24 Jul Soft Tissue Healing
By James Thomas
The most common acute injury that is seen by a Physio can be largely classified under the broad term soft tissue injuries. This encompasses all injuries that affect the soft tissue (mainly muscle, tendon and ligament) of the body. Injuries such as hamstring strains, ankle sprains, and corked thighs are examples of common soft tissue injuries that Physios treat on a daily basis.
When treating a soft tissue injury, and determining times to return to sport, work or recreational activities, it is essential for your Physio to have an awareness of the different stages of soft tissue healing, and the length of time these stages typically last for. It is also very beneficial for the patient to have some awareness of soft tissue healing times, so that they have realistic expectations regarding their recovery, and what treatment will be involved.
Soft tissue healing occurs in three stages, acute inflammatory phase, subacute repair phase, and remodelling phase. The length of time these stages take can be influenced by many things, including age, the severity of injury, and whether appropriate treatment and advice has been given, and there can be significant overlap between stages. It is important to remember that re-injury can occur during any of these stages, which may also prolong recovery.
Acute Inflammatory Phase (up to 72 hours post injury)
At the time of injury, small blood vessels and cells are damaged, causing bleeding, swelling and inflammation. This then increases blood flow to the area, with the purpose being to bring white blood cells, platelets and other blood products to the injured area.
These cells begin to remove the damaged tissue and prepare the area for repair.
While some inflammation is beneficial, and essential for healing, excessive swelling and inflammation can increase pain and cause a slowing of the healing process.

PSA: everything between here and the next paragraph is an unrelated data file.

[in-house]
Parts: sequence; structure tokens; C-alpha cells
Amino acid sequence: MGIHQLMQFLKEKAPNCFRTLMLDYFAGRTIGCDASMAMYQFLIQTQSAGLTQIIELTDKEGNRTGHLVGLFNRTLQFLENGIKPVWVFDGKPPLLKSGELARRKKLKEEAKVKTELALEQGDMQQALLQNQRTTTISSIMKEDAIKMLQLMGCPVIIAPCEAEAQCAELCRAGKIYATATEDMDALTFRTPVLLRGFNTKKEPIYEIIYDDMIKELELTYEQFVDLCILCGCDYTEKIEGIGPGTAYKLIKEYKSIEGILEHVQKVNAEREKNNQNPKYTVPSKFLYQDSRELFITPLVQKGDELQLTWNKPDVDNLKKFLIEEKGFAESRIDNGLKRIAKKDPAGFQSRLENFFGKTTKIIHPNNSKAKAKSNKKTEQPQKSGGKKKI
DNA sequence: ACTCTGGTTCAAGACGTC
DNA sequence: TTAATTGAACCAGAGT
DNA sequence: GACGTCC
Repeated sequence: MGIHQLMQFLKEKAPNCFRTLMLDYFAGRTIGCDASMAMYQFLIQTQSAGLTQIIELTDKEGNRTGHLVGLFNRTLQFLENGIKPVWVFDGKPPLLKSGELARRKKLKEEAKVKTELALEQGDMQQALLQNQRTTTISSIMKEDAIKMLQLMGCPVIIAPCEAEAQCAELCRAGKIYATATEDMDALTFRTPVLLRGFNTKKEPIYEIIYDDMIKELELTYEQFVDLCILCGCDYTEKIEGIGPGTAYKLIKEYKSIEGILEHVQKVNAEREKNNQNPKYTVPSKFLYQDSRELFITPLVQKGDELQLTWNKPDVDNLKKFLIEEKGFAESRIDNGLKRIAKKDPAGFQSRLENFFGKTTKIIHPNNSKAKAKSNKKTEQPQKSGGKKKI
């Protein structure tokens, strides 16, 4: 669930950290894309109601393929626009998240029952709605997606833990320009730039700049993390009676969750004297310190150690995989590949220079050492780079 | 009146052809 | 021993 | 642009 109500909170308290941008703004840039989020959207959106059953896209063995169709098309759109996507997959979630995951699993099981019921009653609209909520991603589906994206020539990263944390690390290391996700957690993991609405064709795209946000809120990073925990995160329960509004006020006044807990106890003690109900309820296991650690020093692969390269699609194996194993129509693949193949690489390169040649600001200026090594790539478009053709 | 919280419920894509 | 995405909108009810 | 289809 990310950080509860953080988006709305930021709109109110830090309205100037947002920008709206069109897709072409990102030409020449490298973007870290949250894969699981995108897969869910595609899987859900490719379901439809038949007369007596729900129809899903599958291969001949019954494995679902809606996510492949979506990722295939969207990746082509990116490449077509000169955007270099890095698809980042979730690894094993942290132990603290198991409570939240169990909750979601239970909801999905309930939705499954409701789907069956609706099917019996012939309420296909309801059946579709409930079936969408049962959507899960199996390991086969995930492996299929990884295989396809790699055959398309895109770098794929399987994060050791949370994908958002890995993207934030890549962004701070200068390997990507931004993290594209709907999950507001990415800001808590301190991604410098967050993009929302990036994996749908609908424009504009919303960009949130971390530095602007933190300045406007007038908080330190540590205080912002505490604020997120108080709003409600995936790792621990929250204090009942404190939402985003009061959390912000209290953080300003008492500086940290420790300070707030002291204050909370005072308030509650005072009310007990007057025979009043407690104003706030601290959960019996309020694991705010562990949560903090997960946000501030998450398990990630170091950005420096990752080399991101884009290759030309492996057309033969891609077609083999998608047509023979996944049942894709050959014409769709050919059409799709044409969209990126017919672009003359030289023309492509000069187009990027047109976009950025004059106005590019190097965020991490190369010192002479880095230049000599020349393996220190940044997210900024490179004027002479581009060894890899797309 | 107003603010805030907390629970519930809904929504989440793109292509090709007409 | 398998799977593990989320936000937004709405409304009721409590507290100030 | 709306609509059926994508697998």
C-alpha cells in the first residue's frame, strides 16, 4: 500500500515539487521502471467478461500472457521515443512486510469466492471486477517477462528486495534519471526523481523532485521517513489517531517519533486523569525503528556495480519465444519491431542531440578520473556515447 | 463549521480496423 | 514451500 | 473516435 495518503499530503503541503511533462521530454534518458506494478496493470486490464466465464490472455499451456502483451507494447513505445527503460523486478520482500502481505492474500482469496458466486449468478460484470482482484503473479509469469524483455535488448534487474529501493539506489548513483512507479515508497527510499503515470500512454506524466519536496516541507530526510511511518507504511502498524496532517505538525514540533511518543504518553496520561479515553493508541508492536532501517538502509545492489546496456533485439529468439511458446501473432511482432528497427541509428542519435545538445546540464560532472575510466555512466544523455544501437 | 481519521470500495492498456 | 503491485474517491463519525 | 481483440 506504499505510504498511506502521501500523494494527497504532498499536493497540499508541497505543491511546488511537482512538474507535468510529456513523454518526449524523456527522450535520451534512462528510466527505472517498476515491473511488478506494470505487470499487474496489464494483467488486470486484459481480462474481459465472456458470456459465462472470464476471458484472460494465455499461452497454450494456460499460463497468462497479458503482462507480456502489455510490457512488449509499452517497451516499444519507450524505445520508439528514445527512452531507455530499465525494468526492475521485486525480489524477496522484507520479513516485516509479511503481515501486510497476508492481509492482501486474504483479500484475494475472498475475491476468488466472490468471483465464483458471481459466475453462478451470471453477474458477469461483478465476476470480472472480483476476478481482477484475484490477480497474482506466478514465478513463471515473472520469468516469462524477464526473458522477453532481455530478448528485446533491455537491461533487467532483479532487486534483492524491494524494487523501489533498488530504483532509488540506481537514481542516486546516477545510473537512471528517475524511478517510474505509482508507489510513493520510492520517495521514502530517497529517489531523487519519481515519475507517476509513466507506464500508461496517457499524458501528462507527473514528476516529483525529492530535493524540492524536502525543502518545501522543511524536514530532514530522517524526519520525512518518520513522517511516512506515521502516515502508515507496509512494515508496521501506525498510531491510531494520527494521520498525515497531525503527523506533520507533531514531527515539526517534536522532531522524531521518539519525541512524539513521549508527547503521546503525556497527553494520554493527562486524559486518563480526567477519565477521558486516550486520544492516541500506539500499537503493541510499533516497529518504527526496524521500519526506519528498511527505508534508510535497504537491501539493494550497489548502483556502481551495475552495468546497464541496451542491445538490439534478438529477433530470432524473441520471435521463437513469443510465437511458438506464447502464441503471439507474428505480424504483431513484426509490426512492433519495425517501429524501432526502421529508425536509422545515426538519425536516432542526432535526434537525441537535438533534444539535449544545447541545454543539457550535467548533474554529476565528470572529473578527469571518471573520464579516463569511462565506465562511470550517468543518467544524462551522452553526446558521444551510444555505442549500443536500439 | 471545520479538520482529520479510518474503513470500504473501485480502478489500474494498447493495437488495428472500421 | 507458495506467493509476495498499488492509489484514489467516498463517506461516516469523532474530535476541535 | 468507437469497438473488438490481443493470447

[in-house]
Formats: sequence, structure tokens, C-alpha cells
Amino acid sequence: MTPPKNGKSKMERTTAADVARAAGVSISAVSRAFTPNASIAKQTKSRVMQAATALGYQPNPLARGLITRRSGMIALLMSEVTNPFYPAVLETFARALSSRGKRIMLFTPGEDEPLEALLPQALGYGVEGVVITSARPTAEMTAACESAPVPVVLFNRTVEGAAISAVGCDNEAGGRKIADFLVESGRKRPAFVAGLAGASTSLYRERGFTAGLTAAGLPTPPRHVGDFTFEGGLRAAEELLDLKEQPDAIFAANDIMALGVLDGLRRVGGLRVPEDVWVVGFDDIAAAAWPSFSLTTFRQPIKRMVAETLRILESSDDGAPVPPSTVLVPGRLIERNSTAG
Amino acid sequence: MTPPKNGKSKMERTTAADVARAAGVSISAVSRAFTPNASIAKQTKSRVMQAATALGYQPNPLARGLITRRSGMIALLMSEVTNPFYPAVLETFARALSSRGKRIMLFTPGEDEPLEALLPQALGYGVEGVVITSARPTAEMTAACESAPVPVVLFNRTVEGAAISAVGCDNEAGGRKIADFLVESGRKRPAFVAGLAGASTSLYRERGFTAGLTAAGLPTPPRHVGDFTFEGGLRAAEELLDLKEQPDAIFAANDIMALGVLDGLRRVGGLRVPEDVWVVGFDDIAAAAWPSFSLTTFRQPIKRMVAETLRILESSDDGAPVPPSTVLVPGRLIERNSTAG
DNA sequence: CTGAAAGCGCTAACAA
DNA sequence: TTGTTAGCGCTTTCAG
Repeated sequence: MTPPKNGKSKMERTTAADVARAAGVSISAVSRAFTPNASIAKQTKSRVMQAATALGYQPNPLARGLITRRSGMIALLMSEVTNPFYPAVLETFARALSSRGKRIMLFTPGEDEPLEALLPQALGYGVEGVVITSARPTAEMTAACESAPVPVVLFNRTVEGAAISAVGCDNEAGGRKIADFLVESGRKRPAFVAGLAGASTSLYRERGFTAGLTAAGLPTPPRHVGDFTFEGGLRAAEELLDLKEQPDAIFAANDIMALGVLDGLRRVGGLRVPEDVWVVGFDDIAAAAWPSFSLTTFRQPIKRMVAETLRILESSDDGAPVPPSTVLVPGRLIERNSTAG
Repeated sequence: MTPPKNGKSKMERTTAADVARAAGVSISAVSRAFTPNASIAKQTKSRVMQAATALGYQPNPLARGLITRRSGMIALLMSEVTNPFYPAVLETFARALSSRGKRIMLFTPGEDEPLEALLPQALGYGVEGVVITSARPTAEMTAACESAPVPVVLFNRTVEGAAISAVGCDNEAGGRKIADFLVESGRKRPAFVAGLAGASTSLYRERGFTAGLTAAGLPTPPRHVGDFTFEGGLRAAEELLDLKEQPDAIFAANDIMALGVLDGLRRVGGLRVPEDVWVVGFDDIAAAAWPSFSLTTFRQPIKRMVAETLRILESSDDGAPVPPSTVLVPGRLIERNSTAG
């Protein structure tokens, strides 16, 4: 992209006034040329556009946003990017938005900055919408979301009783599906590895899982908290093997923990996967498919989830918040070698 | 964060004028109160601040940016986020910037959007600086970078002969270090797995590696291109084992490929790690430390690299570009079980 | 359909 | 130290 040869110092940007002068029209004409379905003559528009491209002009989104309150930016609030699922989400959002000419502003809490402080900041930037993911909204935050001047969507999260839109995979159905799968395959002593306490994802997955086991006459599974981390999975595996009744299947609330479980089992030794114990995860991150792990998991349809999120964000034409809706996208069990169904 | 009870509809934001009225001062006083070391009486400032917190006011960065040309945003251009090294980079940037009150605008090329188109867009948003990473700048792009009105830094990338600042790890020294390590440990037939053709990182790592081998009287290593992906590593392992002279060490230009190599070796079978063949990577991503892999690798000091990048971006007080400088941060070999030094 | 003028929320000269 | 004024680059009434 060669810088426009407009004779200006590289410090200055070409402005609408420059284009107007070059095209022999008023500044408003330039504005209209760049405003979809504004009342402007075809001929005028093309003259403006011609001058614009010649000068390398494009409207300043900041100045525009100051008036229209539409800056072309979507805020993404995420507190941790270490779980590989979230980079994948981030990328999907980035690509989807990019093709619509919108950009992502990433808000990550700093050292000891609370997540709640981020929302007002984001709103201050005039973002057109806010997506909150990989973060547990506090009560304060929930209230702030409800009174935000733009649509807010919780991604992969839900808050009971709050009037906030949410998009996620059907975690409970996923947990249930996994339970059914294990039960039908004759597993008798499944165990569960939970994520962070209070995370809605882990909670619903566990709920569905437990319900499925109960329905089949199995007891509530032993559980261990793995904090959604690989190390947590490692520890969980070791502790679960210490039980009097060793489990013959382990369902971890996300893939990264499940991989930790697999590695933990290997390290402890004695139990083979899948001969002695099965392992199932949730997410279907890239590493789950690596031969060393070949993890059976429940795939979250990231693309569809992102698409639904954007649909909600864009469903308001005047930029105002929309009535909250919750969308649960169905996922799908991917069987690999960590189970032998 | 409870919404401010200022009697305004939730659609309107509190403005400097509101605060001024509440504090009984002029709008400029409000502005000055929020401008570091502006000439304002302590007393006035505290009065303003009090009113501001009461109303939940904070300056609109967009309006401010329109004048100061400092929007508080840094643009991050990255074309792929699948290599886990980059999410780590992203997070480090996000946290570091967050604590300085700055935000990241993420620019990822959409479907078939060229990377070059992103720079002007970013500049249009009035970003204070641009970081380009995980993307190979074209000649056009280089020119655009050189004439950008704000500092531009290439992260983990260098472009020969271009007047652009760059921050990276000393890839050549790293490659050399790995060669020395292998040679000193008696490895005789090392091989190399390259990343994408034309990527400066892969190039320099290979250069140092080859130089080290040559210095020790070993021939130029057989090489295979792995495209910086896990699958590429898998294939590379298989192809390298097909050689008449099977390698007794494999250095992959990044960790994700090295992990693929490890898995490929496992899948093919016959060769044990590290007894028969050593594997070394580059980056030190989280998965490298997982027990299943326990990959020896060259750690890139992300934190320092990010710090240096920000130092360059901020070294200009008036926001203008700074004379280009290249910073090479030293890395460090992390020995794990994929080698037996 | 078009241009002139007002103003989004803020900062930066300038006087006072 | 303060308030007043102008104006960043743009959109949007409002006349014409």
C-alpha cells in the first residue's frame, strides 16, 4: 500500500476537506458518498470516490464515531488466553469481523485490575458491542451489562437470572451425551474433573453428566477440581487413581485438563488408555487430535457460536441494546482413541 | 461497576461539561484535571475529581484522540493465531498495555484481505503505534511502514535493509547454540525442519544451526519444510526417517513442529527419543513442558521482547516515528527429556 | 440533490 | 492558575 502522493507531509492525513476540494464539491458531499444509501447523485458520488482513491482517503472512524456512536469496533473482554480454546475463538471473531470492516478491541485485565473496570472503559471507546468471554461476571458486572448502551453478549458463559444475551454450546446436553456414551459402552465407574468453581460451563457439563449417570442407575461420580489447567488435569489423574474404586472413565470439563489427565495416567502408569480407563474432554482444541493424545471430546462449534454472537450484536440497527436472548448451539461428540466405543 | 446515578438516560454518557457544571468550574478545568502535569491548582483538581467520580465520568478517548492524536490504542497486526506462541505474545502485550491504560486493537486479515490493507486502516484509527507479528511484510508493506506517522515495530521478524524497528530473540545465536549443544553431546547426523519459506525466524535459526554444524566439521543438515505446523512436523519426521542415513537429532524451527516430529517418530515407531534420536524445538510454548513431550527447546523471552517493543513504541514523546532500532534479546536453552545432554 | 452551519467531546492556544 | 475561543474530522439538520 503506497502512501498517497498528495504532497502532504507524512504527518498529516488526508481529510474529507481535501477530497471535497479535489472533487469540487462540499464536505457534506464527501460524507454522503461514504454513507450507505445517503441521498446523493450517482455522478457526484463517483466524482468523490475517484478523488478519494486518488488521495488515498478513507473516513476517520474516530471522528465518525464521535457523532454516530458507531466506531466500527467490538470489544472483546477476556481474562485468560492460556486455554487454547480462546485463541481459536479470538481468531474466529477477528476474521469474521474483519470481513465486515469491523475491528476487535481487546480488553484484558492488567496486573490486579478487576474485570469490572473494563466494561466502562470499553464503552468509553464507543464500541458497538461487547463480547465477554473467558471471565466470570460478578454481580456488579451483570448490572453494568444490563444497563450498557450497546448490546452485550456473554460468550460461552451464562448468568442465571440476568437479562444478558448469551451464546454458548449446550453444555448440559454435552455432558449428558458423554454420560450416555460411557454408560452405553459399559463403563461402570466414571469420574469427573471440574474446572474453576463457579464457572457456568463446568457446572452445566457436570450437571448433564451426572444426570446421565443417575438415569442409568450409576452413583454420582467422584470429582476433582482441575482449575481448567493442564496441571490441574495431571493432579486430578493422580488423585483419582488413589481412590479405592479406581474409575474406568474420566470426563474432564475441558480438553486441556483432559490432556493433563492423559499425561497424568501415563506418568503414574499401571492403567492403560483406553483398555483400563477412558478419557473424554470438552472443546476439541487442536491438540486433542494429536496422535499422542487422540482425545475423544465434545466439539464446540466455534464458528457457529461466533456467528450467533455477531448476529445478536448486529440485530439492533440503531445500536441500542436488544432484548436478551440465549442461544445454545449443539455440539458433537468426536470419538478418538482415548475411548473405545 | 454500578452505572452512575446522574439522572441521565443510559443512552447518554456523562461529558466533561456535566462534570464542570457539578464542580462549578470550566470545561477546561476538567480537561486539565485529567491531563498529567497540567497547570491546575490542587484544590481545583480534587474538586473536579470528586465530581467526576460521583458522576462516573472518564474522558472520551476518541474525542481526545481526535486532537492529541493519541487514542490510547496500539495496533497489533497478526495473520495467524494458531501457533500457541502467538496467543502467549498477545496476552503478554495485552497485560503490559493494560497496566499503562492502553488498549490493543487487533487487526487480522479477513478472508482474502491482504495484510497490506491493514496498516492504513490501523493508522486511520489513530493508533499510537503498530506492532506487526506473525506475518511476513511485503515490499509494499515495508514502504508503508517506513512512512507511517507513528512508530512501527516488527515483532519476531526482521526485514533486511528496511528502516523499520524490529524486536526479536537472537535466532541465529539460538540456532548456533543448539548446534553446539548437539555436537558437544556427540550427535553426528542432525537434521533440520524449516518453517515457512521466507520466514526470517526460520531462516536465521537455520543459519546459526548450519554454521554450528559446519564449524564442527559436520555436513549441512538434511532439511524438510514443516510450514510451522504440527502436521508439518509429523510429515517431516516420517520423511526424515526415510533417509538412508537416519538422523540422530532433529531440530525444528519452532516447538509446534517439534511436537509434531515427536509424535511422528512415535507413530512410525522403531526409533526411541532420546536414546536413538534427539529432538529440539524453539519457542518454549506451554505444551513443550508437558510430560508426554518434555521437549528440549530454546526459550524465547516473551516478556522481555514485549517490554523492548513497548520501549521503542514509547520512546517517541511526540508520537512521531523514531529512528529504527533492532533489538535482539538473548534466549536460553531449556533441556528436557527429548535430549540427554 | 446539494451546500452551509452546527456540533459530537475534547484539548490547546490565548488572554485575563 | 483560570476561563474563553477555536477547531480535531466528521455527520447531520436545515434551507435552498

Treatment at this stage follows the RICE principle of rest, ice, compression and elevation, as well as gentle movement to assist the body to clear excessive swelling and inflammation.
Subacute Repair Phase (up to 6 weeks post injury)
During this stage, inflammation begins to settle down, and cells called fibroblasts begin to repair the injured tissue, laying down collagen fibres in the form of scar tissue. These early collagen fibres are laid down in a disorganised, random fashion, resulting in tissue that is weaker and less flexible than it was previously.
At this stage, pain usually reduces, and the injury will begin to feel better. This can result in returning to pre-injury activities too early, increasing the risk of reinjuring the area and prolonging recovery.
Physio at this stage is focused on improving range of motion and some early strengthening of the area, to attempt to optimise the laying down of new collagen fibres.
Remodelling Phase (up to 12 weeks post injury and beyond)
The remodelling phase involves the conversion of the early collagen into a stronger, more organised form. The application of gentle force such as stretch, contraction and weight bearing, stimulates the alignment of fibres along the lines of tension, and strengthens the bonds between fibres, so that the muscle, ligament or tendon is better able to cope with the loads exerted on it.
Physio at this stage is aimed at the gradual application of force and load to the area, to ensure that is strengthens appropriately, while restoring full range of motion, and minimising the risk of reinjury.
Being familiar with these stages of healing helps manage rehabilitation after injury, to ensure a quick, and effective return to sport, work or recreation, while also having an understanding of the reason time is required to allow injuries to heal.
Accurate assessment of the injury by a qualified health professional is essential to determine the type and severity of injury, and to manage your recovery to get back to the activities that you enjoy, sooner.